Inclusion body disease
Inclusion body disease (IBD) in the boid family of snakes, particularly Boa constrictor, has been recognized since the mid-1970s. It is so named because of the characteristic intracytoplasmic inclusions which are observed in clinical examinations in epidermal cells, oral mucosal epithelial cells, visceral epithelial cells, and neurons. In the 1970s and 1980s, the disease was most commonly observed in Burmese pythons, Python bivittatus. From the 1980s till the present day, it has been most commonly observed in boa constrictors from South America.
All boid snakes should be considered susceptible to the disease. Many zoos quarantine boas specifically as a result of this high risk before introducing them into their permanent collections and (breeding) programs. While the disease has not been identified in non-boid snakes, it is yet unknown whether non-boid snakes harbour the virus. The primary host of this virus has not yet been identified, but mites are thought to be primary hosts or at least a contributory factor.
Its distribution is worldwide, specifically in captive boid snakes. Its occurrence in the wild is unknown. Strangely enough, the disease has only been identified in adult and subadult specimens. Even so, all age groups are considered susceptible. Also, anecdotal reports of the infection in neonates have been made. A retro-like virus infection was suspected as the causative agent of IBD, but identification of highly divergent arenavirus sequences from boa constrictors with IBD suggested arenaviruses to be the etiological agent of IBD. Cell culture isolation of several arenaviruses from boid snakes with IBD further solidified, but did not yet confirm, the etiological relationship between IBD and arenaviruses.
Clinical signs may vary, with regurgitation and neurological symptoms being the most prominent in the early and later stages of its progression. In boa constrictors, the first signs may include off-and-on regurgitation, and some develop head tremors. Abnormal shedding may occur. Some develop chronic regurgitation and anorexia (lack of appetite or refusal to feed). However, not all infected snakes may regurgitate. Boas lose weight and may develop clogged nares (nostrils), stomatitis, or secondary pneumonia. The disease can rapidly progress to produce nervous-system disorders, such as disorientation, corkscrewing of the head and neck, holding the head in abnormal and unnatural positions, rolling onto the back, or stargazing. Stomatitis, pneumonia, undifferentiated cutaneous sarcomas, lymphoproliferative disorders, and leukemia have all been observed in affected specimens. Burmese pythons generally show signs of central nervous system disease without manifestation of other clinical signs and regurgitation is seen only in boas. These are symptoms similar to those seen in specimens infected by Chlamydia–specifically Chlamydophila psittaci, the so-called parrot's disease.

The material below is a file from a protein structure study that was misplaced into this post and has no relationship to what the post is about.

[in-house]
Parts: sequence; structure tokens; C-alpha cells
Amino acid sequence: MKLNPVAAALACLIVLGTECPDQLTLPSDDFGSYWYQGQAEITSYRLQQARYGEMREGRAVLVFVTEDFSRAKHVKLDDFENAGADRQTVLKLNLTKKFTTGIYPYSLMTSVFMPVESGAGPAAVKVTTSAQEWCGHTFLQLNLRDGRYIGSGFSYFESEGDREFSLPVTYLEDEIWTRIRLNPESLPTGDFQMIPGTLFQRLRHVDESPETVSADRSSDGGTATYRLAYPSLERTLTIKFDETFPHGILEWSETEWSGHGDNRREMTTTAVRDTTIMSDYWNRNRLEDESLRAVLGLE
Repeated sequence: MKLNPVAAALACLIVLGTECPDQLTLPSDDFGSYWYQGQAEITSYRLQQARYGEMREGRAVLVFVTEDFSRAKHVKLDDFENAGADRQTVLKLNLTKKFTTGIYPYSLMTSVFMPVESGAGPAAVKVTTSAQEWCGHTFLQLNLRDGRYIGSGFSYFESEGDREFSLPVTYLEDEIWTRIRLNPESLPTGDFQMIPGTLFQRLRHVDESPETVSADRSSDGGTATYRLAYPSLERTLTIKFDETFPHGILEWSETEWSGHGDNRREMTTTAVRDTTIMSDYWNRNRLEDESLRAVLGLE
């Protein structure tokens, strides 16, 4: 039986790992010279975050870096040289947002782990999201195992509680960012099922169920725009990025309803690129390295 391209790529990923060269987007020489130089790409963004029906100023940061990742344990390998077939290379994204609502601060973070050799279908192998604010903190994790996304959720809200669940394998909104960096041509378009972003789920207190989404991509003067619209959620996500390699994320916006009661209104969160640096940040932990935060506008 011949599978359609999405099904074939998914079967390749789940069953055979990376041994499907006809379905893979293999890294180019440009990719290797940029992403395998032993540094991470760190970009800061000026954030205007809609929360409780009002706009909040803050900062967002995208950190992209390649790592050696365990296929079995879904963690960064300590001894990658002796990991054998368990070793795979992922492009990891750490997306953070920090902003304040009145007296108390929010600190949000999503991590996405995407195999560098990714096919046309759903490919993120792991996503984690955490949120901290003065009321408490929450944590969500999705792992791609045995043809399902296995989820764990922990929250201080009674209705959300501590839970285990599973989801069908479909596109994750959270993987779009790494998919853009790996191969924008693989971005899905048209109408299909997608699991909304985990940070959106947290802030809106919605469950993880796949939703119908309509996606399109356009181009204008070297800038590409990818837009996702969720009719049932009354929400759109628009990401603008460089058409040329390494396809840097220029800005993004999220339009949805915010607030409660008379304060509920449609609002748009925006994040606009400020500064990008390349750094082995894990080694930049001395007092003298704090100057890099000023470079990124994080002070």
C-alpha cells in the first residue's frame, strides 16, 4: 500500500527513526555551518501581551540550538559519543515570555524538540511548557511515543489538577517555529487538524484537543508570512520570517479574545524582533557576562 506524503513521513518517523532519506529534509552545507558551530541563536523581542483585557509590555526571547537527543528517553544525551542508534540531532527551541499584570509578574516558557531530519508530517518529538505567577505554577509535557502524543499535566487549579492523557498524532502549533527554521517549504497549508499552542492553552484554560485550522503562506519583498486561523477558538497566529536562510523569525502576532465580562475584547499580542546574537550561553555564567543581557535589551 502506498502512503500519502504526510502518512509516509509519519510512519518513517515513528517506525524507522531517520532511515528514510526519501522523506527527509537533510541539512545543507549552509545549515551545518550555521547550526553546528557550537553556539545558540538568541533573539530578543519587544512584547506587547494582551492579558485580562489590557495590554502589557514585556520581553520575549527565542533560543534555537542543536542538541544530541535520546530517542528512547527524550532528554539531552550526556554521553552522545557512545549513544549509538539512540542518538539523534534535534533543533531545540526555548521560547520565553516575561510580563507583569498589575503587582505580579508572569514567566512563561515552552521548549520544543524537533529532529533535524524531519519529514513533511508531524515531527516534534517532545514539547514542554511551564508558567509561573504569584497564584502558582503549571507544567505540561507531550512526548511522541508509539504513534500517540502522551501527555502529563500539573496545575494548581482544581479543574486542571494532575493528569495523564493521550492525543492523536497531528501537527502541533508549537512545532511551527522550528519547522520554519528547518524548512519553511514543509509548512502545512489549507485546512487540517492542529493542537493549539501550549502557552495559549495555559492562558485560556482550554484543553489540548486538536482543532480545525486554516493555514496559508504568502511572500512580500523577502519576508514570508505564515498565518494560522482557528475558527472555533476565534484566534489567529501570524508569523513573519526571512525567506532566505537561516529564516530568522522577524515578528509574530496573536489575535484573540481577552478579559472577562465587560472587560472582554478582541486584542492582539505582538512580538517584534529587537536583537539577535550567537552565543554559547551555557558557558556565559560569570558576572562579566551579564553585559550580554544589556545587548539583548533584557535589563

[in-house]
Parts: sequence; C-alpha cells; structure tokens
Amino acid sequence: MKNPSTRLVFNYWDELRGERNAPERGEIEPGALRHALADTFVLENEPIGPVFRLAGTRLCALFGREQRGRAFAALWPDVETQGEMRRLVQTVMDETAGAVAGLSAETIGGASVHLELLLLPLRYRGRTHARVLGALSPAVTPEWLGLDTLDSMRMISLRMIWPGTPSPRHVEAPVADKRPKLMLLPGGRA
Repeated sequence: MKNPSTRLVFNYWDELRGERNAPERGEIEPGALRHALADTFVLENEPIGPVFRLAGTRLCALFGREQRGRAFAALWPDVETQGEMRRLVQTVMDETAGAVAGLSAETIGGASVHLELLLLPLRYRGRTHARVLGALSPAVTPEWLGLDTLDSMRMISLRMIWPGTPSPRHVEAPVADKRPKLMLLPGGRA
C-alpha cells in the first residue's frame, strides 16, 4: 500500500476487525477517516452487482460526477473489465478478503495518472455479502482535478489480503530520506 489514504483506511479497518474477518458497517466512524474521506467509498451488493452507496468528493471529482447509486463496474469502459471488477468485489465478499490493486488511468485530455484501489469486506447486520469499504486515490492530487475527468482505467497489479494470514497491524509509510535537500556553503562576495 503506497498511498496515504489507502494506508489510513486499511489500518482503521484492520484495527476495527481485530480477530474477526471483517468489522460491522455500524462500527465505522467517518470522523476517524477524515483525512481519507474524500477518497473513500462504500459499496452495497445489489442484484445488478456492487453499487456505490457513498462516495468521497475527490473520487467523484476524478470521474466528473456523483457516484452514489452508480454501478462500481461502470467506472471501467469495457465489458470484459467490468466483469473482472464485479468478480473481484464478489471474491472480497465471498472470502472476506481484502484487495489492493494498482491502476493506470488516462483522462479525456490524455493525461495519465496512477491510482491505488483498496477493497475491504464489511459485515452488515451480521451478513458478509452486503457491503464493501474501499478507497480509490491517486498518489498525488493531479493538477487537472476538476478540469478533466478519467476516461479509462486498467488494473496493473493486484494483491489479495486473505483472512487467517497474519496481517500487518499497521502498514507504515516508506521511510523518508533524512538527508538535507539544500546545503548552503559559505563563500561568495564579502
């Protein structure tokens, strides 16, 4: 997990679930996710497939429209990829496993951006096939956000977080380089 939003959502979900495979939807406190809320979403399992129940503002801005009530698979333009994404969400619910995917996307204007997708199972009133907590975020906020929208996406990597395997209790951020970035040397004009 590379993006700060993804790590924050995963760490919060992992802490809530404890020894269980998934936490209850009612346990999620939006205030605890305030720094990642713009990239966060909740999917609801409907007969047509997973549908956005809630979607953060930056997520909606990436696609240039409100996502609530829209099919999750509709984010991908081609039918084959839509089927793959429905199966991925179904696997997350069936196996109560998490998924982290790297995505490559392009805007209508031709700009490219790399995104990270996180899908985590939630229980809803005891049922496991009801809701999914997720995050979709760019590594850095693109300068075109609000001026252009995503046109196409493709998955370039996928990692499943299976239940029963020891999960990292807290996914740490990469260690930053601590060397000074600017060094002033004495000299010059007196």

Several snakes have been seen with proliferative pneumonia, while inclusions are commonly seen in the liver, kidney, and pancreas. Cases have also been observed where with only very few inclusions. In a few snakes with signs of central nervous system disease, and with a severe encephalitis, no inclusions have been seen in any cells. While the presence of characteristic inclusions is diagnostic for the disease, the absence of such inclusions does not necessarily indicate that the snake is not diseased or is free from the IBD virus. While cells having inclusions may show mild degenerative changes, inflammation is rarely seen in visceral tissues. In the brain, mild to severe encephalitis occurs, with lymphocytic perivascular cuffing. Several snakes with lymphoproliferative disorders have been identified with lymphoid infiltrates in multiple organs.
The disease can be diagnosed in live snakes through blood tests.
Primary route of transmission
The primary route of transmission has not yet been identified, but direct contact may result in its transmission to developing embryos in viviparous species and eggs in oviparous species. Venereal transmission is also indicated as a possibility. The snake mite, Ophionyssus natricis, has been implicated as a possible vector for the virus, since mite infestations are commonly seen in epizootics of IBD and in captive specimens of these snakes. Mites are sometimes very difficult to eradicate due to their resistance to certain toxins used to eliminate them.
Permethrin is known to be effective against mite infestations, but should be used with great caution and only in small quantities due to their toxic nature. Also, several nonchemical substances may be just as effective. These biological agents are sprayed onto the infested animal and desiccate the mites, rendering them unable to lay their eggs or consume blood beneath the scales of their host. The incubation period for mite eggs is thought to be about 10–14 days, so the treatment should be repeated after 10 days to ensure that any eggs that hatch or larvae that develop into nymphs are also quickly eliminated from the host before reaching sexual maturity and able to repeat their reproduction cycle.
Prognosis and treatment
To date, no treatment for IBD is known. Snakes diagnosed with or suspected of having IBD should be euthanized because progression and transmission of the virus is both very rapid and destructive. All newly acquired snakes should, therefore, be quarantined for at least 3 and preferably 6 months before being introduced into established collections. The recommended period of quarantine for any wild-caught boa or python is at least 4–6 months.
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